I was recently informed about some Internet sites dealing with Ryukyuan Independence. Apparently, there are some groups seeking formal political independence for Okinawa and the Ryukyuan islands. The Ryukyu Independent Party official website is sponsored by the Kariyushi Club. Note: … Continue reading →
The blog “A Man With Tea” recently posted “Okinawa Toyota Ads.” Apparently, Toyota Motor Corporation has come out with four TV commercials featuring Okinawan historical figures like: Shô Hashi, Amawari, Gosamaru, and Momoto Fumiagari.
What this means for Okinawan identity in the twenty first century is not yet clear. Is it empowering for Okinawan identity or is it a distortion? Is it exploitative or is it affirmative? What do you think?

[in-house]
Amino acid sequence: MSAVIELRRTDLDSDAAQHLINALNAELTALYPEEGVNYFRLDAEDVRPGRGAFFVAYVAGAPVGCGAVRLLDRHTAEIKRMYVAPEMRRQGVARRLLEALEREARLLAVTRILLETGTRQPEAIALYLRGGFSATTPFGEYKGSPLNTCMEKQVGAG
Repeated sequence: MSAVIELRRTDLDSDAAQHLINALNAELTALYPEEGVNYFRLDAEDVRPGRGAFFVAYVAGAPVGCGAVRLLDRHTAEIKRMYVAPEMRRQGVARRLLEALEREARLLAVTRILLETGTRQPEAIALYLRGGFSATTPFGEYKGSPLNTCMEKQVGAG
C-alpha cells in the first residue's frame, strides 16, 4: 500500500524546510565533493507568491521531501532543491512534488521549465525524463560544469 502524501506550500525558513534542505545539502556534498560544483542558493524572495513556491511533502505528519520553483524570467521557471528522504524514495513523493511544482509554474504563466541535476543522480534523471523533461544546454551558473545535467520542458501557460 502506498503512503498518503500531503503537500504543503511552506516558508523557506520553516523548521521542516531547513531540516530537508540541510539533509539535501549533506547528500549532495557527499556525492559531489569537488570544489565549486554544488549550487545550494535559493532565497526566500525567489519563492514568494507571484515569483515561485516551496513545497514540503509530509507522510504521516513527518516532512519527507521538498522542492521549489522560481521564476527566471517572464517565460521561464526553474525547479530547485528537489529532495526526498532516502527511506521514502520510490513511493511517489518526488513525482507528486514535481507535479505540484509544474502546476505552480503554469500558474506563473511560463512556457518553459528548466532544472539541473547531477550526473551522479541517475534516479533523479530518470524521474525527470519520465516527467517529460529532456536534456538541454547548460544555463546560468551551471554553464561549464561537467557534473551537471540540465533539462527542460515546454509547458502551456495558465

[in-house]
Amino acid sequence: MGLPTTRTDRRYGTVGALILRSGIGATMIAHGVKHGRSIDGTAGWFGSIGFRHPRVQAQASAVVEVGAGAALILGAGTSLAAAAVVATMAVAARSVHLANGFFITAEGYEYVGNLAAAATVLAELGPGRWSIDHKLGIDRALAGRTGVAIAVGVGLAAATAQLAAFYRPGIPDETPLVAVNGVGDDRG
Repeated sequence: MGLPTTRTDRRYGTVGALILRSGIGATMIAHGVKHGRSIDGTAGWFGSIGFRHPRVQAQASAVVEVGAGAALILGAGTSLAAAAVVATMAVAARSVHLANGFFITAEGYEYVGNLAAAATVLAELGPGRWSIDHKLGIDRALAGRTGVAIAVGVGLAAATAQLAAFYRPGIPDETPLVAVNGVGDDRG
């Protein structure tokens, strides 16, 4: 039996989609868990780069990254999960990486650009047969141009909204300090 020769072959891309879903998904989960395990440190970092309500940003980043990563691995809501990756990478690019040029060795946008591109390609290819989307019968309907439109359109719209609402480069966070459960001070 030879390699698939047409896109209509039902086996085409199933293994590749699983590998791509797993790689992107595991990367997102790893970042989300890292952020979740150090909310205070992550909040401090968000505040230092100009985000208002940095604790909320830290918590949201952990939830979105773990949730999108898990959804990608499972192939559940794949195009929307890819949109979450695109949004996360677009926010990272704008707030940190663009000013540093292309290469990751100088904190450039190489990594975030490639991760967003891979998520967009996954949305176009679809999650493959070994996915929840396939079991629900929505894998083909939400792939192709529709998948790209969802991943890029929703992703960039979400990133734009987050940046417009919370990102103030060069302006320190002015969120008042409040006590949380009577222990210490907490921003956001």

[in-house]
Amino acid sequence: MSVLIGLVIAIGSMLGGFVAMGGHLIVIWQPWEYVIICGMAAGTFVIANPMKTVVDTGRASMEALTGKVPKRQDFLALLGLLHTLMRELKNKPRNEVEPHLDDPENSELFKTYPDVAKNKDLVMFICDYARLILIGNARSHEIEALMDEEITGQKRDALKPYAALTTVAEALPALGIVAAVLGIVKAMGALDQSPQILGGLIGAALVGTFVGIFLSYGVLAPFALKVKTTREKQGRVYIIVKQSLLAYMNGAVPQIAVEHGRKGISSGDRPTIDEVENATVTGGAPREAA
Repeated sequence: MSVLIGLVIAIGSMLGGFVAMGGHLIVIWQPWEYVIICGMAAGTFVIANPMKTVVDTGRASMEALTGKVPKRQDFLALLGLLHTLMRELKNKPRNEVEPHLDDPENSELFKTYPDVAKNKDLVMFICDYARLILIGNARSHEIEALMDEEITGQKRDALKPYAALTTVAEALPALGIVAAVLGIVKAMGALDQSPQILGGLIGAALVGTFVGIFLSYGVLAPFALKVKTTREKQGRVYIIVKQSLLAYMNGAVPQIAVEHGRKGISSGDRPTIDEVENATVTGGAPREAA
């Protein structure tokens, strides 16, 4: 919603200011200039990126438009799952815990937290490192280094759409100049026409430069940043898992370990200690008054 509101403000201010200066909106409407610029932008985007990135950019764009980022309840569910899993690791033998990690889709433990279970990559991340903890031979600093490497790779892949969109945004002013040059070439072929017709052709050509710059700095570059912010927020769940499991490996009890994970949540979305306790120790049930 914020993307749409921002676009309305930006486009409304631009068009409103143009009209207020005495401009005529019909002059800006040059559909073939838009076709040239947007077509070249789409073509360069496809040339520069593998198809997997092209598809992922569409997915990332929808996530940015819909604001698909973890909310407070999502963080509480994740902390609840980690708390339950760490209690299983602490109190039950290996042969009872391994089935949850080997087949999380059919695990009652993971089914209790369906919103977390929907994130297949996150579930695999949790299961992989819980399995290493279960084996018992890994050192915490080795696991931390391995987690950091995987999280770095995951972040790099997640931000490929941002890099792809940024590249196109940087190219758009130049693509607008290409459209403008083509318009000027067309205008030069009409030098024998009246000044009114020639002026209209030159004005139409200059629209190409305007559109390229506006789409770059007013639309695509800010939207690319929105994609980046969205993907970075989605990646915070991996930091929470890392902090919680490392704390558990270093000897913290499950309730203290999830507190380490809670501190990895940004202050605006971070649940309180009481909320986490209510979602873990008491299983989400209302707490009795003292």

Historically, the kingdom of the Ryukyus maintained an active relationship with China from the 1300s to the 1800s. This can be seen in the diplomatic processions between the two countries. This contrasts with mainland Japan which cut off ties with the outside world during the Tokugawa era. This relationship with China put Okinawan culture on a different trajectory from mainland Japan.
In February 2013, a symposium was held at the University of Hawaii at Manoa which examined this historic scroll for clues about the political order and cultural ties between Okinawa and China.
University of Hawaii librarian, Tokiko Bazell, recently uploaded papers and PowerPoint presentations from the symposium held in February 2013. Click here to access the site.
Note: “Ryukyu” is the name of the royal kingdom and the island chain; “Okinawa” is the name of the largest island in the Ryukyuan archipelago. I use the two terms interchangeably because “Okinawa” is more widely known today than the historic name “Ryukyu.” Hopefully, that will change with the rise of Uchinanchu consciousness.